PronunciationEdit

  • IPA(key): /øːˈroːpaː/, [øˑˈroːpaˑ], [ʏˑˈroːpaˑ]
  • (file)
  • Hyphenation: Eu‧ro‧pa
  • Rhymes: -oːpaː

Proper nounEdit

Europa n

  1. The continent Europe

Derived termsEdit

DescendantsEdit

  • Afrikaans: Europa
  • Negerhollands: Juropa

Proper nounEdit

Europa f

  1. (Greek mythology) A Phoenician princess abducted to Crete by Zeus
  2. A moon of Jupiter

FarefareEdit

EtymologyEdit

Learned borrowing in 2021 from Latin Eurōpa, from Ancient Greek Εὐρώπᾱ (Eurṓpā), Doric form of Εὐρώπη (Eurṓpē).

PronunciationEdit

  • IPA(key): /e.u.ɾo.pa/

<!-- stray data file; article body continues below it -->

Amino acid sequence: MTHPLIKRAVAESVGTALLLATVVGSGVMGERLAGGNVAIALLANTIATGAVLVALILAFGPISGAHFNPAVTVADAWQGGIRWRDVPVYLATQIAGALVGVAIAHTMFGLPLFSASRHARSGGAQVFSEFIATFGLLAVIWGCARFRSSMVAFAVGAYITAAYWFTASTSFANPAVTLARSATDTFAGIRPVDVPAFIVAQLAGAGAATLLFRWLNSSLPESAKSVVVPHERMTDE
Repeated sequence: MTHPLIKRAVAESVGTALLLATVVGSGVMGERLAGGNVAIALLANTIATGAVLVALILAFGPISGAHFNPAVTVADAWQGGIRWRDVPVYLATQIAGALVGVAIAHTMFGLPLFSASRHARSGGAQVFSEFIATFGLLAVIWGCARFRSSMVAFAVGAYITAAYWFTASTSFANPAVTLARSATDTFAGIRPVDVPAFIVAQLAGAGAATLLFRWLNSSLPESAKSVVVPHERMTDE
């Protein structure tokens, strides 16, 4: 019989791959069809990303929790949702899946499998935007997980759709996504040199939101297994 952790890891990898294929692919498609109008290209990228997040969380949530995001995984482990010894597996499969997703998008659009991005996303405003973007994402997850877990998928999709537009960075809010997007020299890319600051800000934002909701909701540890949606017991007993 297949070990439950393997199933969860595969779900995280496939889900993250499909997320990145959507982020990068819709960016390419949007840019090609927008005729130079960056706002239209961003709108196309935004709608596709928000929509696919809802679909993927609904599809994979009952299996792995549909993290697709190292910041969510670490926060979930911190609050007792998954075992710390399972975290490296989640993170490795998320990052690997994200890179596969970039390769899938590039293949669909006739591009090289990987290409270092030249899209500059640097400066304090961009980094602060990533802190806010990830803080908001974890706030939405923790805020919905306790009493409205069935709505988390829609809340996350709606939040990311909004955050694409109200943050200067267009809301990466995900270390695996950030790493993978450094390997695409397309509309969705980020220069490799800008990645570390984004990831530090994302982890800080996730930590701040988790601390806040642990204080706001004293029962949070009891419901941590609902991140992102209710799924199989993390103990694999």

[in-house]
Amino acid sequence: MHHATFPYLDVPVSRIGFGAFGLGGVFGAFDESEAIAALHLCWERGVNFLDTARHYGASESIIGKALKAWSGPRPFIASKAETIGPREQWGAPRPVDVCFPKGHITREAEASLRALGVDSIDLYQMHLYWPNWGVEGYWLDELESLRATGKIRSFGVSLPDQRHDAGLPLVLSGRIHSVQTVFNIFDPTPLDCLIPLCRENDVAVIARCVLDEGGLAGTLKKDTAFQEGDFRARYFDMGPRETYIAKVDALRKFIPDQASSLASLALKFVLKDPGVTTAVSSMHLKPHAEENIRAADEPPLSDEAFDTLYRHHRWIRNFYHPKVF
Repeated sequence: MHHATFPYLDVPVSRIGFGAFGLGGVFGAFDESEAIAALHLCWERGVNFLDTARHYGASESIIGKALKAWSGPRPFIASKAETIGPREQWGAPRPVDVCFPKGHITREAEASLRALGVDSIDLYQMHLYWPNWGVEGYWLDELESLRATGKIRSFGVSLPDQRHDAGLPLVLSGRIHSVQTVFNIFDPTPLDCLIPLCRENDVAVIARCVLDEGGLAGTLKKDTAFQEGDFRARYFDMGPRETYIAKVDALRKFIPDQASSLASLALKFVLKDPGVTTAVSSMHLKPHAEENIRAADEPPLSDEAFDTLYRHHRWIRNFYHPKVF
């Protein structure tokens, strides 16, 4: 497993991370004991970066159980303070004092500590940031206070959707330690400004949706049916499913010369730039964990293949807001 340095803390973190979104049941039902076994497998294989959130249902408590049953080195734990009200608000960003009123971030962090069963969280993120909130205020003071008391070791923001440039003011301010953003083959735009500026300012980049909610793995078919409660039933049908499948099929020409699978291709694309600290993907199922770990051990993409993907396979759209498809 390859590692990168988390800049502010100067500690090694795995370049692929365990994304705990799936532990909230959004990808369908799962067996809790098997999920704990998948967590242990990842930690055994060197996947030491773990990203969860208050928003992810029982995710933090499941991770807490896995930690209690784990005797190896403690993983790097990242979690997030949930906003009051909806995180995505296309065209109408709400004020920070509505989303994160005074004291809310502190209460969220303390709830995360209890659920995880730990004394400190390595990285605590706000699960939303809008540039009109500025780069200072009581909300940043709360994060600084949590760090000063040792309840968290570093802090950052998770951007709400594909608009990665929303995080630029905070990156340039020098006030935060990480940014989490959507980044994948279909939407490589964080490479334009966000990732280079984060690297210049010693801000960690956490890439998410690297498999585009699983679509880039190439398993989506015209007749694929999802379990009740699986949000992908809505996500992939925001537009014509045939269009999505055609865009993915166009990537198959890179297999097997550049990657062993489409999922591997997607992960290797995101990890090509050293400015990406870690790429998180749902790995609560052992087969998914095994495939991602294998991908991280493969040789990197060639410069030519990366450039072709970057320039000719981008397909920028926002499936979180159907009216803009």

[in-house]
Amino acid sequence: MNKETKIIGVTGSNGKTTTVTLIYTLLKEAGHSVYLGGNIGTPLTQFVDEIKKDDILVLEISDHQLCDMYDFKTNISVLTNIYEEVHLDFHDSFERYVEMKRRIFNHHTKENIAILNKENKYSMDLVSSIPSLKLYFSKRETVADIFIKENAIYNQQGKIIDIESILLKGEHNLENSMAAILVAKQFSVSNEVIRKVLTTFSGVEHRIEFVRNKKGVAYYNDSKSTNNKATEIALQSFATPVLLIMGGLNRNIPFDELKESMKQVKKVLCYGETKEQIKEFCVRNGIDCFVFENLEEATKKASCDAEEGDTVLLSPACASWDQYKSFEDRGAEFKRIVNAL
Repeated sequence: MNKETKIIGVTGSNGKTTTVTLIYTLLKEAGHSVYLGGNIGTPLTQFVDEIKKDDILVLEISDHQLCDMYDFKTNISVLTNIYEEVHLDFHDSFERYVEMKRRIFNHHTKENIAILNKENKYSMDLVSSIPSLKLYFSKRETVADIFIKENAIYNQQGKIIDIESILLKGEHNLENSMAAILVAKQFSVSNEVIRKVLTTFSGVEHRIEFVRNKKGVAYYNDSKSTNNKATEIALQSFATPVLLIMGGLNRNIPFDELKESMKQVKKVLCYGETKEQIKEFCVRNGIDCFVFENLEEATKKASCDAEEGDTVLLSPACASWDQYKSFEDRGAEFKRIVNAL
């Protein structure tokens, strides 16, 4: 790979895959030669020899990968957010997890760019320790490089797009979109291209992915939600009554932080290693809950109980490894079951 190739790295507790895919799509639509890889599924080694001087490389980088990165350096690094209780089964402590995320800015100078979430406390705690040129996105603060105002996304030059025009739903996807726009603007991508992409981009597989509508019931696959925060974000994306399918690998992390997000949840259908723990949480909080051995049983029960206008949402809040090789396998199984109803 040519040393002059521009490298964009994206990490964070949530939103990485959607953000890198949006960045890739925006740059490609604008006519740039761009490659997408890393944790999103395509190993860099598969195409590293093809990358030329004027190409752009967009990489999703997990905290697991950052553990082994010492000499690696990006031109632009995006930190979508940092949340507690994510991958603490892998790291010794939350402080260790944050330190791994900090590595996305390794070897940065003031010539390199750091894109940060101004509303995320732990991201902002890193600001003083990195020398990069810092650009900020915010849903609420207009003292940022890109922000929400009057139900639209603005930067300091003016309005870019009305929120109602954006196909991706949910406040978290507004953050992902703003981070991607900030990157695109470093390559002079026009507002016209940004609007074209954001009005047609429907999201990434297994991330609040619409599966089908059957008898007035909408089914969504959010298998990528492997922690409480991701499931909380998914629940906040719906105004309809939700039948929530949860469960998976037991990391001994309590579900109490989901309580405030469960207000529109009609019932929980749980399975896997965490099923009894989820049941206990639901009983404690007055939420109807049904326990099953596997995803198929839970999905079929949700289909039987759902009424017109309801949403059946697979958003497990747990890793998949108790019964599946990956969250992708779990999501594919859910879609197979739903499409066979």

• Hyphenation: E‧u‧ro‧pa
  • Rhymes: -ɾo.pa

Proper nounEdit

Europa

  1. The continent Europe

HyponymsEdit


GalicianEdit

 
Galician Wikipedia has an article on:
Wikipedia gl

PronunciationEdit

Proper nounEdit

Europa

  1. Europe
  2. (astronomy) Europa (large moon of Jupiter)
  3. (astronomy) Europa (asteroid)
  4. (Greek mythology) Europa (woman seduced by Zeus)

Coordinate termsEdit

Related termsEdit


GermanEdit

PronunciationEdit

Proper nounEdit

Europa n (proper noun, strong, genitive Europa or Europas or Europens)

  1. The continent Europe
    Deutschland liegt im Herzen Europas.
    Germany lies in the heart of Europe.
  2. The European legal space; the territory characterized by the European Union

DeclensionEdit

Coordinate termsEdit

(continents) Erdteil, Kontinent; Afrika, Amerika (Nordamerika, Südamerika), Antarktika, Asien, Europa, Ozeanien (Category: de:Continents)

Related termsEdit

Proper nounEdit

Europa f (genitive Europas or Europa)